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Augusta inspires Mickelson back to winning ways

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Iain Carter | 08:30 UK time, Monday, 4 April 2011

When Phil Mickelson bogeyed the first two holes of his second round at the Houston Open, a weekend off to recharge the batteries ahead of his Masters defence looked a real possibility.

Ultimately that unwanted prospect was snuffed out and the cut was made comfortably enough, but there was little on his scorecard to suggest Mickelson was going to gain much more than a gentle weekend workout, his second round 70 having left him in a share of 33rd place; with his only birdies (and an eagle) coming on the Redstone Course's par fives.

But watching him go about his business, there was definitely something about his manner that indicated Mickelson magic might be ready to surface.

There was a bounce to his lope over the Houston fairways, suggesting he was excited by the thought of returning to what has become his spiritual golfing home, the Augusta National and this rejuvenation was manifested in sparkling closing rounds of 63 and 65 that brought him a thrilling three-shot victory.

Mickelson collects his trophy after winning the Houston Open - photo: Getty Images

Mickelson spent the start of last week at the home of the Masters and already it has proved time very well spent.

"It re-energises me every time I go there," the 40-year-old told me. "I get excited with the game and fall in love with it again and again. It reminds me how much I dreamt as a kid of playing there, of competing and winning majors and winning golf tournaments."

This Houston Open win was his 39th victory and now Mickelson heads back to Augusta seeking a fourth Masters title and a fifth major.

"Every time I walk the grounds now (at Augusta), having won there, I've looked back at some shots I've hit or some players in the past have hit. It creates an excitement level," he added.

Mickelson has climbed back to number three in the world and for the first time in fourteen years is above Tiger Woods in the rankings. The champion in Houston is convinced his win will not take too much from the tank and that he can repeat his feat of 2006 and claim back-to-back victories.

There is no doubting he is thrilled with the route he has taken to prepare for the first major of the year but for the man immediately above him in the rankings, Lee Westwood, the week in Texas was less productive.

The world number two cut a disconsolate figure after signing for a four-under-par 68 in his final competitive round before the Masters. Last year's runner-up at Augusta was not for hanging around to discuss his week.

"Should have been a 62 or 61 basically and that's about it," Westwood said. "My putting was atrocious, I couldn't make a putt to save my life. I missed four or five inside ten feet which ought to be gimmes on this quality of green."

Did he get out of this week what he had hoped for in preparation for the first major of the year? "No, not really," the world number two admitted.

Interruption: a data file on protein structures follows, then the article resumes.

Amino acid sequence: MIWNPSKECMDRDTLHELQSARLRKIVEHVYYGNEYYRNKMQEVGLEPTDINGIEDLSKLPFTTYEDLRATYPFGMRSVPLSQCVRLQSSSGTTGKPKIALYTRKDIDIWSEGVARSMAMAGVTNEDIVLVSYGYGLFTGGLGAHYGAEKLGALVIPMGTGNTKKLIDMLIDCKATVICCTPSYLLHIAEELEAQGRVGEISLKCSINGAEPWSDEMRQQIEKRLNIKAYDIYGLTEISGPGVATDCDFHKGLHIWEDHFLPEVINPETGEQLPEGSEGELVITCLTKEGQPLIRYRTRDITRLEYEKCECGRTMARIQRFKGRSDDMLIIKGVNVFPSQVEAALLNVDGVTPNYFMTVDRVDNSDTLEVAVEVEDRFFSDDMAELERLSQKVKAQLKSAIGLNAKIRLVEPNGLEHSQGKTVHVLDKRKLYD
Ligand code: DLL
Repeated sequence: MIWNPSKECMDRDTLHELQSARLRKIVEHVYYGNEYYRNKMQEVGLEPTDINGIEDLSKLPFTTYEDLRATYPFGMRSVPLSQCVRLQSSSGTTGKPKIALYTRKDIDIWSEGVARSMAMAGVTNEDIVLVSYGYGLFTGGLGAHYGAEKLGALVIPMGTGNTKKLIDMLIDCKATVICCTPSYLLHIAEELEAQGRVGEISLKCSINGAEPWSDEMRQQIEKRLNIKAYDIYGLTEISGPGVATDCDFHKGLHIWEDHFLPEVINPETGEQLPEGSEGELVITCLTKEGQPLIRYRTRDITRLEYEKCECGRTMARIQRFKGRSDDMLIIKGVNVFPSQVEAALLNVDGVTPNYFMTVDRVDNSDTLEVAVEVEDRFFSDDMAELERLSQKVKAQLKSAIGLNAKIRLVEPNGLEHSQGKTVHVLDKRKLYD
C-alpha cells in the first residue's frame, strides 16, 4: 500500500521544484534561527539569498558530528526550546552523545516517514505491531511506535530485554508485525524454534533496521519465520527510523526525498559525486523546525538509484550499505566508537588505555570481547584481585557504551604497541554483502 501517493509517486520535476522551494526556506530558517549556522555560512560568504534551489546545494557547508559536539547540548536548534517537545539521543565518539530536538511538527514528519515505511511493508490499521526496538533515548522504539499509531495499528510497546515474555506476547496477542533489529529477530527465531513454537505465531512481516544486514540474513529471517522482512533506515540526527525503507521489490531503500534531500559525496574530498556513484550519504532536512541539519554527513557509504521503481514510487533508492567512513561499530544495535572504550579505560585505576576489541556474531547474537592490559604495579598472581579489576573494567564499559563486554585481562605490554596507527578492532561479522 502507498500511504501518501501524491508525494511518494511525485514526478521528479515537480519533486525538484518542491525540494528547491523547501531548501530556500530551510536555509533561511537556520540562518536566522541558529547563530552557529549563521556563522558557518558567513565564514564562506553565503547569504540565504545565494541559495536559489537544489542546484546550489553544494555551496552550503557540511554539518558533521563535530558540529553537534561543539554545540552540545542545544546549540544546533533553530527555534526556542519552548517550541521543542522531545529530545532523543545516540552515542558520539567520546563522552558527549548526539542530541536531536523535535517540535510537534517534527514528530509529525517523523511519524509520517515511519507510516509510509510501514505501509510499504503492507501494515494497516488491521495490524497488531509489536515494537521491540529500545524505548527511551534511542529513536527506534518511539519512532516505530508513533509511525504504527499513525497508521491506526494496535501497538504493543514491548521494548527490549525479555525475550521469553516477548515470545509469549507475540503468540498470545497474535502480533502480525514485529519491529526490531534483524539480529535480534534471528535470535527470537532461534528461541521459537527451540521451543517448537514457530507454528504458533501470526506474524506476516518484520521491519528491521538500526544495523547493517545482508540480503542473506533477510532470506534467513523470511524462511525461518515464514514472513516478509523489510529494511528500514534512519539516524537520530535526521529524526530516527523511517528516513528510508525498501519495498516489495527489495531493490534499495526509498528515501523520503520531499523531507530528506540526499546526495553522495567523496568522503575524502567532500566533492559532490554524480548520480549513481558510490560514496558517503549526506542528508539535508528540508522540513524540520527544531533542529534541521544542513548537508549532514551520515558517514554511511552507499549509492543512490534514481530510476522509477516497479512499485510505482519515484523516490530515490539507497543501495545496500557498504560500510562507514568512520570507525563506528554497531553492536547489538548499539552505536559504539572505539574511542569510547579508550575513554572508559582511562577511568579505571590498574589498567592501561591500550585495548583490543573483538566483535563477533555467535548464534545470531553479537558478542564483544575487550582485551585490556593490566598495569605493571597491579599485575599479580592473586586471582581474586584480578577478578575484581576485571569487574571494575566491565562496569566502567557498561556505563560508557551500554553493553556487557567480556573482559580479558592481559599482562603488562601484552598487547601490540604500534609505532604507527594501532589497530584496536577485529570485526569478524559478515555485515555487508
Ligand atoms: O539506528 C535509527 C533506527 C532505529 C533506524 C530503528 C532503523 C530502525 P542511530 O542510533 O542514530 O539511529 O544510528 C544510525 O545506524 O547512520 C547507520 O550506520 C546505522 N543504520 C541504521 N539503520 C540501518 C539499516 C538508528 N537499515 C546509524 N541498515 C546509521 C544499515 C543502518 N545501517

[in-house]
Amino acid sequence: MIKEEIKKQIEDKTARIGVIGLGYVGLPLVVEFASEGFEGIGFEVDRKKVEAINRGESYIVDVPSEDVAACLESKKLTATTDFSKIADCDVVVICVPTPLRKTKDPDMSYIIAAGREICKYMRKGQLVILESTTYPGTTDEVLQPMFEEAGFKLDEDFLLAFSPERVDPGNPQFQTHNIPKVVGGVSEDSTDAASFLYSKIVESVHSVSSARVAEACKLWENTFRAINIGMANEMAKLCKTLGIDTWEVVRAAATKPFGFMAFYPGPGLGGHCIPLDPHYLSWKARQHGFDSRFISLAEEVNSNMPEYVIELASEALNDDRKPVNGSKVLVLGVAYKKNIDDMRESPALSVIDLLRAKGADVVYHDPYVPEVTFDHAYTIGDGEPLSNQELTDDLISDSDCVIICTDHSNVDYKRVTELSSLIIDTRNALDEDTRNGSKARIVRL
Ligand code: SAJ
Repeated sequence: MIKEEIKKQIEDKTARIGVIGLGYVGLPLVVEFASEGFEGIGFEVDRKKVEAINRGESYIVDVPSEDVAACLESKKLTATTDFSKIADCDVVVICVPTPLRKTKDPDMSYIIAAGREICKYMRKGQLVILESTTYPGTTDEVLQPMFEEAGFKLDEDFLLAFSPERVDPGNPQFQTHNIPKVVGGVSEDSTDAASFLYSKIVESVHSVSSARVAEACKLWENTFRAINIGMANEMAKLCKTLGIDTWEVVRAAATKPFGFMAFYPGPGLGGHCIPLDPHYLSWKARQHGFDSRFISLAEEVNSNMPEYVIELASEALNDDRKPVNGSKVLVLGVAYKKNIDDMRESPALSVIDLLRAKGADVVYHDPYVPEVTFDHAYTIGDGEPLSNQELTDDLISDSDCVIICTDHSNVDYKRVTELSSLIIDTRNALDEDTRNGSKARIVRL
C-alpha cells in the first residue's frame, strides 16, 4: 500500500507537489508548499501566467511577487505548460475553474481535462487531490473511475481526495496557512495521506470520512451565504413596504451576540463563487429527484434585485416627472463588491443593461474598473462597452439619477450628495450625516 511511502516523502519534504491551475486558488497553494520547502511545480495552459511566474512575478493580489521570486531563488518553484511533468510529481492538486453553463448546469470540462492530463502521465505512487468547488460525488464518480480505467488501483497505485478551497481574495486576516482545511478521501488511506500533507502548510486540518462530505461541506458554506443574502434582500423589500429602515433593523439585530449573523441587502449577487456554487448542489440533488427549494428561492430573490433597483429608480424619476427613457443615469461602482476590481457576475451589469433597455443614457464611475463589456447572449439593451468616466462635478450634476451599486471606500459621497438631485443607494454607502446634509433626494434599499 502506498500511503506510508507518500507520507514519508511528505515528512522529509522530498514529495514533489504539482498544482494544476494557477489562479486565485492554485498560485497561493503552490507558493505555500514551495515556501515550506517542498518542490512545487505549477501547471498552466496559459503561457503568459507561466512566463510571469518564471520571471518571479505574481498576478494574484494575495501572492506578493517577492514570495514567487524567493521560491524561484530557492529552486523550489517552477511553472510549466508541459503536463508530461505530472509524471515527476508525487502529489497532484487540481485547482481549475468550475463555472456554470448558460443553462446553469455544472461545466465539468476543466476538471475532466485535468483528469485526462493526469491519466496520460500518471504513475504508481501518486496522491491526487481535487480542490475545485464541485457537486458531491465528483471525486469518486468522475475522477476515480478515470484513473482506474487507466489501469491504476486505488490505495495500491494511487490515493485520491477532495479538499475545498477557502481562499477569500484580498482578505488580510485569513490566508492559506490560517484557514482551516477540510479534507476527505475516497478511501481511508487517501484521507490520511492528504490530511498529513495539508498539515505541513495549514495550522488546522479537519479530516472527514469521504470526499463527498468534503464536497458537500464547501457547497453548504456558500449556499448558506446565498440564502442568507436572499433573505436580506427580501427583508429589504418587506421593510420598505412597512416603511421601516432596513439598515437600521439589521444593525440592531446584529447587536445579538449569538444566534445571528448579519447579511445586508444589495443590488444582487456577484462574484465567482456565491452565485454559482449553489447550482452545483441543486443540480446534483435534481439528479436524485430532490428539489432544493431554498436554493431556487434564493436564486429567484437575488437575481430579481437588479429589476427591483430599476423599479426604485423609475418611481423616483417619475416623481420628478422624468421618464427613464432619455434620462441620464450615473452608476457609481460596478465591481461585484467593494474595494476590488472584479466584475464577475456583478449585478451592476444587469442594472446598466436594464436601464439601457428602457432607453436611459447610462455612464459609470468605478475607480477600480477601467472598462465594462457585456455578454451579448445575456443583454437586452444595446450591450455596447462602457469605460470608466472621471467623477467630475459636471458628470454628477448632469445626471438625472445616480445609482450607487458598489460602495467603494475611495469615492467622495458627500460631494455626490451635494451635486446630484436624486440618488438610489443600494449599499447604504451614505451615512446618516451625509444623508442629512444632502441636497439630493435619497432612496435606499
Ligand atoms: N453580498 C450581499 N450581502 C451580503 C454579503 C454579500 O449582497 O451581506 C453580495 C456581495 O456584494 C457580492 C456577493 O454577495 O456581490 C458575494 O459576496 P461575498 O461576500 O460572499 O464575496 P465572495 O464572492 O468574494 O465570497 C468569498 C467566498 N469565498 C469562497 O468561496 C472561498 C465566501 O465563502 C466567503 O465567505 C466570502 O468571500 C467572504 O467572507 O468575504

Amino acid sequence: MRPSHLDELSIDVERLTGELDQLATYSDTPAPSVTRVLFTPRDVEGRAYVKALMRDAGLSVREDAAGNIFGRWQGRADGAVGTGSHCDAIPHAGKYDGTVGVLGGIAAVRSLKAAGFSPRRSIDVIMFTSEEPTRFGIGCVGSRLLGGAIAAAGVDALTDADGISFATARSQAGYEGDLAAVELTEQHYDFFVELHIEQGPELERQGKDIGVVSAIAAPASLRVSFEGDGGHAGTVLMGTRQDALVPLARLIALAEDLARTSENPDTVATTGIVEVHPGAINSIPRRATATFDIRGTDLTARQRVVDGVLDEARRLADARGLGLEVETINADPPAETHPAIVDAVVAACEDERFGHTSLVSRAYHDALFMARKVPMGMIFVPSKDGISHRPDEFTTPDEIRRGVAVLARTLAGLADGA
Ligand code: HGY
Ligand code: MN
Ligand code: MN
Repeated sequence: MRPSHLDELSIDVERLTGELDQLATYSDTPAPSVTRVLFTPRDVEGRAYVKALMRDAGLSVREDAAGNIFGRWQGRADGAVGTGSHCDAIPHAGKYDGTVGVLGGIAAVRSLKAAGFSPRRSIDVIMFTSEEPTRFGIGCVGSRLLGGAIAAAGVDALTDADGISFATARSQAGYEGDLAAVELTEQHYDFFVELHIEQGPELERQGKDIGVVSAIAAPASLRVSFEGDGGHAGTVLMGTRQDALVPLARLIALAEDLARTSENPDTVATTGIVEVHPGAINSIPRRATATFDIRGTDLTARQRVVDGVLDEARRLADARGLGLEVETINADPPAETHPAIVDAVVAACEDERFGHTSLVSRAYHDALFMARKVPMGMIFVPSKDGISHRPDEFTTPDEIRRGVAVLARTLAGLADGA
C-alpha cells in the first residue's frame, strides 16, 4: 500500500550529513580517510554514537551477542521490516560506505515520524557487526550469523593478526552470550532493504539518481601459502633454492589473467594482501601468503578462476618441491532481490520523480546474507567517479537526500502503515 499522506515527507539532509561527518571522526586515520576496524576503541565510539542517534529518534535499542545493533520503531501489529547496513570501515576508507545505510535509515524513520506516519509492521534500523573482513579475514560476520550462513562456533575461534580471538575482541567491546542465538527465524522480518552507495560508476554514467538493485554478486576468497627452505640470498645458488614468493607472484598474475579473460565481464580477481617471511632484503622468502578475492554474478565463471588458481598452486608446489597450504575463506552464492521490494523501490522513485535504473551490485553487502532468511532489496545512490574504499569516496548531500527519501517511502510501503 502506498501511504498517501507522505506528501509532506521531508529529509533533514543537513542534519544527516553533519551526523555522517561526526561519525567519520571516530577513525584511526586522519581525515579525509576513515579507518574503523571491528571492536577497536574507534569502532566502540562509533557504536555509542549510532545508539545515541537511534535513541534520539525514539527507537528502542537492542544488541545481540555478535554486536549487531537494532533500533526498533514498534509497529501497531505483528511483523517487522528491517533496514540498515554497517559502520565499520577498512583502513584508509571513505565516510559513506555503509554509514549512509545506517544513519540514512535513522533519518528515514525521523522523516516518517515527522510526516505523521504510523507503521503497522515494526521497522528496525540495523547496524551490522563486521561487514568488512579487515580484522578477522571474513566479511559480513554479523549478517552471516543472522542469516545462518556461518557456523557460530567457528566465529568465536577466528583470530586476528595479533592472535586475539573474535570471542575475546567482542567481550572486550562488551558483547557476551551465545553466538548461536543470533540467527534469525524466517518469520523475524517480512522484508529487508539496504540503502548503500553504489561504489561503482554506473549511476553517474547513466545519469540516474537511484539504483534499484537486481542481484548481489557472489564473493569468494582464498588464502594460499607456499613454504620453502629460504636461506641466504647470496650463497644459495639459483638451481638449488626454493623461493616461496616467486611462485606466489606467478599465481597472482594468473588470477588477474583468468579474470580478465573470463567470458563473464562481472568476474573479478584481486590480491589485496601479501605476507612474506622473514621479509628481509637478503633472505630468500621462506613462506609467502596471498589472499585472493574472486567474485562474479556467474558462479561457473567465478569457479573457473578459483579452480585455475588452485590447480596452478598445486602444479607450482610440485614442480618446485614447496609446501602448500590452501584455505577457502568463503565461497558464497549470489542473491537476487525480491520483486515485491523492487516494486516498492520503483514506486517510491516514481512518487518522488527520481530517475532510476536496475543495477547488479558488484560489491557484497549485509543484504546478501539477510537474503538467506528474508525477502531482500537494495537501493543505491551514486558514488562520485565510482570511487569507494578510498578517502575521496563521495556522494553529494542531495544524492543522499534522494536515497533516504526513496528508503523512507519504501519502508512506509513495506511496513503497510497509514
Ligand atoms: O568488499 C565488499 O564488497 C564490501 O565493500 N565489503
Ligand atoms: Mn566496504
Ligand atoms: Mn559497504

Lee Westwood hopes to collect his first major title at Augusta - photo: Getty Images

Westwood's long game is in its usual fine fettle as he heads to Georgia. In the final round in Houston he hit 12 of 14 fairways from the tee and 15 greens in regulation and two of the three that missed found the fringe of the putting surface.

It is easy to see why he was so frustrated not to have posted a lower score. Westwood's challenge is to take the confidence of his driving and iron play and somehow infuse it into his putter in time to face the most demanding greens in the game.

The Englishman's vast experience at dealing with all that goes into a major, not just on the course, will be vital because before teeing off on Thursday he is sure to be asked repeatedly about his current weakness rather than the obvious strengths of his game.

Fortunately in recent years one of those qualities has been fortitude and resilience between the ears.

Having employed a new putter in Houston, Westwood is sure to be tempted to make another change as he seeks to go one better than last year and claim his first major title.

With a tie for eighth place Padraig Harrington was Europe's leading finisher in Houston. The Irishman always likes to play the week before a major and there were times when the he was fairly bubbling with confidence during a tournament in which he compiled four sub-par rounds.

Finishing at 11 under par, Harrington admitted a degree of frustration saying that he had been "tentative" at times, particularly in the wake of a third round that finished with three straight bogeys.

Even so the form curve is upward at the moment and there was plenty to suggest the three-time major winner can contend at Augusta if his putter warms up.

Other players to consider, if you believe playing the week before a major is a good idea, would include Steve Stricker, who finished tied fourth and Matt Kuchar who had rounds of 67 and 68 over the weekend to finish alongside Harrington.

Of course, their performances were all well and truly eclipsed by Mickelson and with this win in the bag, he heads to Augusta as a clear favourite, the man to beat and with an even bouncier spring to his step.


  • Comment number 1.

    Of the Americans, obviously Mickelson, but I have a feeling smiley smiley Matt Kuchar will do well, seems to enjoy the pressure and is very familiar with Augusta.

  • Comment number 2.

    Golf is so often a game of expected cause and effect - golfers tend to expect their next shot (and round) to be like the last one. If Phil Mickelson can keep his victory at the Houston Open at the forefront of his mind and if Lee Westwood can overcome his and focus on his past successes, then Augusta could be a very exciting duel between the two.


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